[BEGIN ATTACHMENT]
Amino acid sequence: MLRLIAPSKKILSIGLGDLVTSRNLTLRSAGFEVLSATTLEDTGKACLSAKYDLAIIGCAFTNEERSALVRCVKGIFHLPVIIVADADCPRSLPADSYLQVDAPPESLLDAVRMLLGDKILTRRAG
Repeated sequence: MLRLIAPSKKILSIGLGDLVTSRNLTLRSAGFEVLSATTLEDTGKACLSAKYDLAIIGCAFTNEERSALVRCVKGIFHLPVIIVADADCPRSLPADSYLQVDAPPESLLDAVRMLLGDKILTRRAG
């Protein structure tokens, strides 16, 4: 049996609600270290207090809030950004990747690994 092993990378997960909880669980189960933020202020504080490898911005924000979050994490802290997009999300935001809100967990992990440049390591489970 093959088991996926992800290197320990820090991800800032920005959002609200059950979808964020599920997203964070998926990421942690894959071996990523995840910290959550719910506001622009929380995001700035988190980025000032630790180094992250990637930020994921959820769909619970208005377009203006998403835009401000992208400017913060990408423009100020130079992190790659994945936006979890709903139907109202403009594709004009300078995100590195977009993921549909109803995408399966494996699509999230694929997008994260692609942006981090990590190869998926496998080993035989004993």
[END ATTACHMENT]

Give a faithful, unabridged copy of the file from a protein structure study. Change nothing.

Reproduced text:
Amino acid sequence: MLRLIAPSKKILSIGLGDLVTSRNLTLRSAGFEVLSATTLEDTGKACLSAKYDLAIIGCAFTNEERSALVRCVKGIFHLPVIIVADADCPRSLPADSYLQVDAPPESLLDAVRMLLGDKILTRRAG
Repeated sequence: MLRLIAPSKKILSIGLGDLVTSRNLTLRSAGFEVLSATTLEDTGKACLSAKYDLAIIGCAFTNEERSALVRCVKGIFHLPVIIVADADCPRSLPADSYLQVDAPPESLLDAVRMLLGDKILTRRAG
């Protein structure tokens, strides 16, 4: 049996609600270290207090809030950004990747690994 092993990378997960909880669980189960933020202020504080490898911005924000979050994490802290997009999300935001809100967990992990440049390591489970 093959088991996926992800290197320990820090991800800032920005959002609200059950979808964020599920997203964070998926990421942690894959071996990523995840910290959550719910506001622009929380995001700035988190980025000032630790180094992250990637930020994921959820769909619970208005377009203006998403835009401000992208400017913060990408423009100020130079992190790659994945936006979890709903139907109202403009594709004009300078995100590195977009993921549909109803995408399966494996699509999230694929997008994260692609942006981090990590190869998926496998080993035989004993």